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 Columns & Editorials

June 29, 2004

Kart Racer Overcomes the Odds

A Story of Hope, Desire and Success At East Bay Raceway Park


by Bill Green

Tampa, FL (June 18th, 2004) - Carlos J. Rodriguez is not your ordinary Go-Kart racer. He's not your ordinary rookie racer, by far. Carlos is different. Carlos cannot use his legs.

Young racers come from all walks of life, but most of them can walk. But when the younger Rodriguez began to show an interest in cars and the racing that his Father, Carlos A., was watching on TV, mom had an idea.

When the family moved from Massachusetts to Florida, she used the opportunity to try some parental psychology. Jannette Rodriguez made a deal with the want-a-be-driver. He would have to learn more of the normal day-to-day caring for himself. In return she promised him, his own Go-Kart.

"At the time, I was not thinking racing. I was thinking something for the yard, not trying to out run others." Jannette explained with her deep Spanish accent.

So the young driver worked hard to fulfill his end of the bargain. He brushed his teeth, learned personal hygiene and began the difficult road to self-sufficiency. As mom and dad looked on, Carlos really started to change. Little tasks that most of us take for granted, Carleto (Car-lee-toe), as his parents call him, had to work hard to master. But, he did and mom kept her promise.

Dad soon started watching the small trade papers and newspapers around their home in Gibsonton, Florida, for karts for sale. Finally a $1000 dollar Kart appeared in the paper. Carlos, Sr., was skeptical, but mom said at least we can look and see what it looks like to compare to others. So the Rodriguez family paid a visit to the Butch Rubb racing family.

They learned quickly that not only was it a cool looking Kart, but it was a very safe racing Champ Kart. As the Rodriguez's explained their story to Butch Rubb, he explained the safety of the extra roll cage and the local learner classes that were available at Ambassador Racing to teach young Carlos more about driving and competing. As Jannette explained the next part of the story, I choked up. You would have too. "Bill," she said, "Mr. Butch gave Carlos the Kart. He is an angel. He would not take any money and he has been there every step of the way as we began the racing."

After a full set of training days at the Ambassador Racing School in Balm, Florida, Carlos arrived at East Bay Raceway Park for his first night of racing. Even though it was a Champ chassis with special built hand controls, he entered the rookie beginner class. For the first 10 weeks he started at the back of the heat and feature lineups, but I think after recent events, he may take his rightful place among the pack in the near future.

Yyou have to understand that to compete at all makes Carlos the victor. Two events back he tested his parents nerve when he opted to go full speed into the exit lane fence, in order to miss the flagman standing outside turn 4. The sudden stop on the fence post stopped every heart that witnessed it. Carlos was OK and he was rolled into the pits with major front-end damage, everyone applauded his grit. The next week he would not just stop hearts, he scared the heck out of us all. Especially Mom.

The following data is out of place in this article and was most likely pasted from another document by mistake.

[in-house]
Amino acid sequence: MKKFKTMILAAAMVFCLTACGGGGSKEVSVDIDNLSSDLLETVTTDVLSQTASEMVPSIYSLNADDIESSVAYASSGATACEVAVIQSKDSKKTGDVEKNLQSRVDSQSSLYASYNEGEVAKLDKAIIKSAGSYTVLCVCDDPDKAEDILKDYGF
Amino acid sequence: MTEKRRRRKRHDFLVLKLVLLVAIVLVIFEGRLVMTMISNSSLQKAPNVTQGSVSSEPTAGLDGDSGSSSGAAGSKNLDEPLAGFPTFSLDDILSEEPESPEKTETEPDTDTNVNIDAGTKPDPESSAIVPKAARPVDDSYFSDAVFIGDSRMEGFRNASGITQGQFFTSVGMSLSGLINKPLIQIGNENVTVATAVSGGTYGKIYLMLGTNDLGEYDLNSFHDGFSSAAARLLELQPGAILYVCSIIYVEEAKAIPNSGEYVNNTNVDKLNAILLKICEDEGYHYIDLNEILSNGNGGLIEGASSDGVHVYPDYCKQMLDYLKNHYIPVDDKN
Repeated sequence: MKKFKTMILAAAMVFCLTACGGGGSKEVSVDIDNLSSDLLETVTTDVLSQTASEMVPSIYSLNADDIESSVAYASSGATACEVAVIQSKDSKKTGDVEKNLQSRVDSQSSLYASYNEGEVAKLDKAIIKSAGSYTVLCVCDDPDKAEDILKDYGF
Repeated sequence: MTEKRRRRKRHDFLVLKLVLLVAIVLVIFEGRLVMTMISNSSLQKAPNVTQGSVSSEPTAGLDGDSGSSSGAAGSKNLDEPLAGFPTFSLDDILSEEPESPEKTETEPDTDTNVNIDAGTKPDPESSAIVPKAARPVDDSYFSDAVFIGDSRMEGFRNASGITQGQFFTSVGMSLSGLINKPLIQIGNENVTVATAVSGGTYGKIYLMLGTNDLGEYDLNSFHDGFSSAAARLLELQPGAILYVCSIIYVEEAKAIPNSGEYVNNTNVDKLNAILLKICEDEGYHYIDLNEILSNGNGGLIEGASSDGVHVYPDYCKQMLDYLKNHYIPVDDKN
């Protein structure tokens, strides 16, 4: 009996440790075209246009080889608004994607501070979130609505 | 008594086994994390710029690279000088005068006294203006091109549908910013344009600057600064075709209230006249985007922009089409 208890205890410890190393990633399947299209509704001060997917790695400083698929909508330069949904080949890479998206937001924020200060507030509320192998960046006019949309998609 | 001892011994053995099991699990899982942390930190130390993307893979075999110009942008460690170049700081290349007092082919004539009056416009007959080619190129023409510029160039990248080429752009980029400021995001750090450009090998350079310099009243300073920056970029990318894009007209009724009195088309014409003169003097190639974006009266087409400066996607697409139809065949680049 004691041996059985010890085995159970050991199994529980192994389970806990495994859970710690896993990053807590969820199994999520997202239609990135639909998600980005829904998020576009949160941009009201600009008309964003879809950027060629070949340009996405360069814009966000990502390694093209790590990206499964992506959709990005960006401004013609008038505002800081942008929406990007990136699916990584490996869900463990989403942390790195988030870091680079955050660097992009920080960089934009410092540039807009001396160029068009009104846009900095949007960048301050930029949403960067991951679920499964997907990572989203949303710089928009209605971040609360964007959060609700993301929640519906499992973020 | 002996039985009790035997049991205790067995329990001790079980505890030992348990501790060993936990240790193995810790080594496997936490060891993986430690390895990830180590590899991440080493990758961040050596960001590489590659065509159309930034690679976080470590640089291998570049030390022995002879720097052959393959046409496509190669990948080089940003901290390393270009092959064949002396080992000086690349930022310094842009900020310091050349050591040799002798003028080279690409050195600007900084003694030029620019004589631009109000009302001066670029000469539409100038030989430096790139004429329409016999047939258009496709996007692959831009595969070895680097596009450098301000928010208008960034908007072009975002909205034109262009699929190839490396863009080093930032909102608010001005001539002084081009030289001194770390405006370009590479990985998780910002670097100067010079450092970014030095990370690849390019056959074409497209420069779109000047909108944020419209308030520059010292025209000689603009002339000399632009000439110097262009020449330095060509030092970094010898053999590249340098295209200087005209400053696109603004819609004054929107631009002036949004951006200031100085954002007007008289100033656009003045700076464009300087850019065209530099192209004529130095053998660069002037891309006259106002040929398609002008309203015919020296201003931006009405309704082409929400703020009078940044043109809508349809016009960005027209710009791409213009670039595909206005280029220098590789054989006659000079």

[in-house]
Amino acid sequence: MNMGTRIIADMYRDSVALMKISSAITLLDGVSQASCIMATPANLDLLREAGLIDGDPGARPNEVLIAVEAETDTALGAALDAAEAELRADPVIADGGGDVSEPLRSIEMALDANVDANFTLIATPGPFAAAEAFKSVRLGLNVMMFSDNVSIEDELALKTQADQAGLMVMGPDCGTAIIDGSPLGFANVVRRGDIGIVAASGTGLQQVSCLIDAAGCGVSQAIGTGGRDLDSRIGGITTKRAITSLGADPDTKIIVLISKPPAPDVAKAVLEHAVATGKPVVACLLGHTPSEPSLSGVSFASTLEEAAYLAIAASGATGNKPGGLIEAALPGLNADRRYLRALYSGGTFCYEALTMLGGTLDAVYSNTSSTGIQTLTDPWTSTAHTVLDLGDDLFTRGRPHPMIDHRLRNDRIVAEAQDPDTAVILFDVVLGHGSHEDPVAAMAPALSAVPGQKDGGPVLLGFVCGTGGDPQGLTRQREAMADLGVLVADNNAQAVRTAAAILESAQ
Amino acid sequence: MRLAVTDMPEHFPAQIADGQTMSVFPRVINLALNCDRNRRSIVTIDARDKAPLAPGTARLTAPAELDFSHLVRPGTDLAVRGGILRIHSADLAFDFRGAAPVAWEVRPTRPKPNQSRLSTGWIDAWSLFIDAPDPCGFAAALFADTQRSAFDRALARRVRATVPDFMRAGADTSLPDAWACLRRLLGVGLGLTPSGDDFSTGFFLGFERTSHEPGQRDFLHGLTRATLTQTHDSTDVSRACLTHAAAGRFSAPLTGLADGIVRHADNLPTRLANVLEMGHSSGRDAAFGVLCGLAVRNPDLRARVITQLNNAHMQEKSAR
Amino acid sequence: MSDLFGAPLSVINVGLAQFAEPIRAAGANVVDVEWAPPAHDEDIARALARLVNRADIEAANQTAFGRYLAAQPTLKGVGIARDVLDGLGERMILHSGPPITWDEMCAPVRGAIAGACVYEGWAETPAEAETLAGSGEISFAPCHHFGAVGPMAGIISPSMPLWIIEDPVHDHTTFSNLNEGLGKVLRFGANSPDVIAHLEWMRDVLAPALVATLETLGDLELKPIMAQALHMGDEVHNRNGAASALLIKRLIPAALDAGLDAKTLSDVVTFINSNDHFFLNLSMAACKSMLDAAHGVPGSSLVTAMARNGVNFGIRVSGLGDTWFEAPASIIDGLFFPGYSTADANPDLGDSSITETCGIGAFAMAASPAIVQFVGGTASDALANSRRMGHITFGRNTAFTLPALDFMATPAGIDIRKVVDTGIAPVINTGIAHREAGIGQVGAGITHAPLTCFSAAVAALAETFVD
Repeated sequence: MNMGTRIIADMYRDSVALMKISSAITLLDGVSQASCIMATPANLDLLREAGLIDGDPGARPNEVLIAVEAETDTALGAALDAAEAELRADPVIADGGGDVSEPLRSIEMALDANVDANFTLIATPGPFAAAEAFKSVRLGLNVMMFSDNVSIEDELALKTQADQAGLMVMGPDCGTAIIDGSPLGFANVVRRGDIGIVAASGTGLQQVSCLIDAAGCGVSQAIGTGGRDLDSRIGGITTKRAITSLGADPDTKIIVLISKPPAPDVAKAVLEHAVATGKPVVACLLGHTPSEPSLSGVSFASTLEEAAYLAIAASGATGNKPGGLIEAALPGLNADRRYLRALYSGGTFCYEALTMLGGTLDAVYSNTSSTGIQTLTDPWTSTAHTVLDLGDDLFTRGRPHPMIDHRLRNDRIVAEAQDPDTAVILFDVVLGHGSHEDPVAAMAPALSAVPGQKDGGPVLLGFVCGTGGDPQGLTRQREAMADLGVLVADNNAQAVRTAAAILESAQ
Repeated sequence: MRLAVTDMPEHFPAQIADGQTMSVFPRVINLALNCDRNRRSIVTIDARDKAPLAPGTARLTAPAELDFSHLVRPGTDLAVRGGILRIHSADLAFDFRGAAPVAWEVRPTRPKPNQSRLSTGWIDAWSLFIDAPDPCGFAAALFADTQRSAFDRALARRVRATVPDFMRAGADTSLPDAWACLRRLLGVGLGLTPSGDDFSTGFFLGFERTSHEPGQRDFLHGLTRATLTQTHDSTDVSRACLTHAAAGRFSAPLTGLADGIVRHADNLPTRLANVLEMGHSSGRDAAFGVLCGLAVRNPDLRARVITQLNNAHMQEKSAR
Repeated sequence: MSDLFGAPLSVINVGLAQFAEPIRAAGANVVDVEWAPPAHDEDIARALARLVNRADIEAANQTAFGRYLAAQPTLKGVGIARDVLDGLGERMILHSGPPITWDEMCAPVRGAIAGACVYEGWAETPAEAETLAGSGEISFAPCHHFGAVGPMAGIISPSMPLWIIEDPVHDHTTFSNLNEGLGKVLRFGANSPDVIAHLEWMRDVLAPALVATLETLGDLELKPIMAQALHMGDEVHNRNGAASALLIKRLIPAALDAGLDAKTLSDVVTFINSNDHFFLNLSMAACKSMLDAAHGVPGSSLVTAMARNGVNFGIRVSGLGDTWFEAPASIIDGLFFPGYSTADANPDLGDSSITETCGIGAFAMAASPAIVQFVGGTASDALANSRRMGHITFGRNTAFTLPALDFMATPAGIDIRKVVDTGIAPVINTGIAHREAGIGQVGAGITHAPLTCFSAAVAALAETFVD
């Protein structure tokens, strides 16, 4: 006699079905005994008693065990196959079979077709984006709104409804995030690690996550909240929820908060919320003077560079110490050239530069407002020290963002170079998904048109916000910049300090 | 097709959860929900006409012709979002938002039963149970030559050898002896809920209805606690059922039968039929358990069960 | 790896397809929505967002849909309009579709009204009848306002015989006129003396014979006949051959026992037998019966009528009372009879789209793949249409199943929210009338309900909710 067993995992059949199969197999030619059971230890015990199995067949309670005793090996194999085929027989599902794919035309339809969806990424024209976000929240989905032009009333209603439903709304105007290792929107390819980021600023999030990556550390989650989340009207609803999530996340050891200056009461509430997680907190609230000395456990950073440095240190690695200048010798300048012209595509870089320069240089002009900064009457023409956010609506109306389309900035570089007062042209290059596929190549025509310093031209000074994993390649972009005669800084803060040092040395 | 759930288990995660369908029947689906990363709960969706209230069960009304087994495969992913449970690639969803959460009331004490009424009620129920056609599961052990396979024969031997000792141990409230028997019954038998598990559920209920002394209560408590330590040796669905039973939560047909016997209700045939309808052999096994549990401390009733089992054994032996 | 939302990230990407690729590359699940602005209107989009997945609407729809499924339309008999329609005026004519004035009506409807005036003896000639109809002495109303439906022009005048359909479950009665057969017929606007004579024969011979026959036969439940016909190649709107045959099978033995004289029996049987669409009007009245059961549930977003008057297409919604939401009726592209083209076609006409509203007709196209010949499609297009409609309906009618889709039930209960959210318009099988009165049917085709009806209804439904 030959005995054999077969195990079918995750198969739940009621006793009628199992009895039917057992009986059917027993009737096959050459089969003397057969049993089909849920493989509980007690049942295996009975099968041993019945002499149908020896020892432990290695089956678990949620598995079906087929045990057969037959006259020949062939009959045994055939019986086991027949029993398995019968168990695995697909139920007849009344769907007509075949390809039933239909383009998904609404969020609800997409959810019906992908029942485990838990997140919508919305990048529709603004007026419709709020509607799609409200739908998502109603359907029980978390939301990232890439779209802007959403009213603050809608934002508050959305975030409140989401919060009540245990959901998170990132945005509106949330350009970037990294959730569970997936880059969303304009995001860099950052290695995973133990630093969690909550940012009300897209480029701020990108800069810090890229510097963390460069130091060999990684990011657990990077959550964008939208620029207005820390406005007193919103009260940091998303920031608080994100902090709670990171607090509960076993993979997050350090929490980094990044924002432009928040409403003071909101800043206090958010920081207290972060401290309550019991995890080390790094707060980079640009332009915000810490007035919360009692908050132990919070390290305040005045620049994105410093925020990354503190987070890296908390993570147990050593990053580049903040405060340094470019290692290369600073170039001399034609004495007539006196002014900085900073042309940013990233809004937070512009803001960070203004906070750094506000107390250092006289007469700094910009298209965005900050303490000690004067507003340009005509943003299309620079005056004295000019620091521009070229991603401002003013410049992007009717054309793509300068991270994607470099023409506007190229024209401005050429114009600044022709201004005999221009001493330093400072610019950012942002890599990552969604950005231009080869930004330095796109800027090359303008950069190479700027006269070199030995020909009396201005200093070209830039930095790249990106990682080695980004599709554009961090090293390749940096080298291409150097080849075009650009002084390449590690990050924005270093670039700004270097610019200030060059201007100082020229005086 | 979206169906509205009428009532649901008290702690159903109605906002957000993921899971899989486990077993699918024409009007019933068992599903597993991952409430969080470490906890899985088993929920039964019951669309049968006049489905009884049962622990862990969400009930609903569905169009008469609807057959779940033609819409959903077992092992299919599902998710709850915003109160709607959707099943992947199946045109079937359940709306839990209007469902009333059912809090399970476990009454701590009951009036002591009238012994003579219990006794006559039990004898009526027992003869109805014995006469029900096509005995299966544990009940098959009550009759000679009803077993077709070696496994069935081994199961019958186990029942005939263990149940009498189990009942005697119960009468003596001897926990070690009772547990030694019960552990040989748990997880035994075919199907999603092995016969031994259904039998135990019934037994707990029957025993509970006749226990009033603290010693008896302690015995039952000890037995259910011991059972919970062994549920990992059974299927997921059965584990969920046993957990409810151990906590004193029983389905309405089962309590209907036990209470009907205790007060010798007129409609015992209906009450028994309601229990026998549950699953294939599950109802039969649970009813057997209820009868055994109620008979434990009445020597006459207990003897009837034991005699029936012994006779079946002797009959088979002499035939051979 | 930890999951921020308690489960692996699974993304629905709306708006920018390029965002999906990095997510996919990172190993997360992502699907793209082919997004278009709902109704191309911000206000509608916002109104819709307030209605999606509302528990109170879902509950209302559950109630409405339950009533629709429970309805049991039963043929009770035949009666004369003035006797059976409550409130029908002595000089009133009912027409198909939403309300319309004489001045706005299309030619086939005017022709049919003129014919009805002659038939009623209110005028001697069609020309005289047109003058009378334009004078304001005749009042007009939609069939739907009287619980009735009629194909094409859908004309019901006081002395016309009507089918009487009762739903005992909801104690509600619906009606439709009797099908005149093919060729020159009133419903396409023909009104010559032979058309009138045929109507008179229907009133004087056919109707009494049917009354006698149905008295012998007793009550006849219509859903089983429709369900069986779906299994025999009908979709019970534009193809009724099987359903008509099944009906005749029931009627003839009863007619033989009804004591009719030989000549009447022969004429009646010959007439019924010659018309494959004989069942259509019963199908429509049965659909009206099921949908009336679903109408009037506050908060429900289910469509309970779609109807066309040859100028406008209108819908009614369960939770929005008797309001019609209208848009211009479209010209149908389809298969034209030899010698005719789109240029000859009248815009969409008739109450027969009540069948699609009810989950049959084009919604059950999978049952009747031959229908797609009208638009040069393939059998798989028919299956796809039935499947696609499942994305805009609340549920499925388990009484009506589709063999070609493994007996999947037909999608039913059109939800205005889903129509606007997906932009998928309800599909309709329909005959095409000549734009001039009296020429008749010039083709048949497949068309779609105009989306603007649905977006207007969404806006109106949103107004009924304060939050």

As the race started Carlos kept pace with the others. Using hand controls is awkward to say the least. You're always a little slower to react, but as Carlos has gained experience, he has gained in car control. As he was near others on the track someone began to spin ahead of him. Someone behind bumped him. Suddenly Carlos J. Rodriguez was rolling. Tumbling over other racers. Landing back on his wheels in a sudden jolt. Think about it! You're eleven years old, you've just started racing and you've done everything to build your confidence and ability in a few short weeks. Last week you survived your first wreck and now, in your first real side-by-side racing, you get upside down.

When his father arrived, he was smiling. When his mother arrived, she wanted to stop. But, when Carlos' father ask how he felt, his reply was, "Fine." Medics quickly assessed the young driver and found no problems. So his father asked more questions. Where you scared? "A little bit, but I liked it!" Do you want to stop? "No, I want to race!"

As the helmet went back on and the engine fired, there erupted such a roar from the spectators that tears came to many eyes. The little boy, that mom thought would find life hard and cold as he learned simple tasks, was making friends at every event. Plus, after finishing third in a heat recently, he got lots of high-fives and good wishes, from his new found racing family. His self-esteem has grown and his parents now know that young Carlos can handle himself out in the world. On and off the track.

The story has been told before. Others have over come great odds to go racing, but reading it is not like living it.

Come to East Bay Raceway Park and meet the boy that won no races, just the admiration of all who watch him run in his Rookie Year. You'll be glad you came and your children will be glad you brought them, too!

You can meet Carlos Rodriguez, plus his bold and supportive parents on any given Friday Night during East Bay Raceway Park's "Friday Night Under-The-Lights" Go-Kart racing.

We'll See You At The Races!
William C. "Bill" Green


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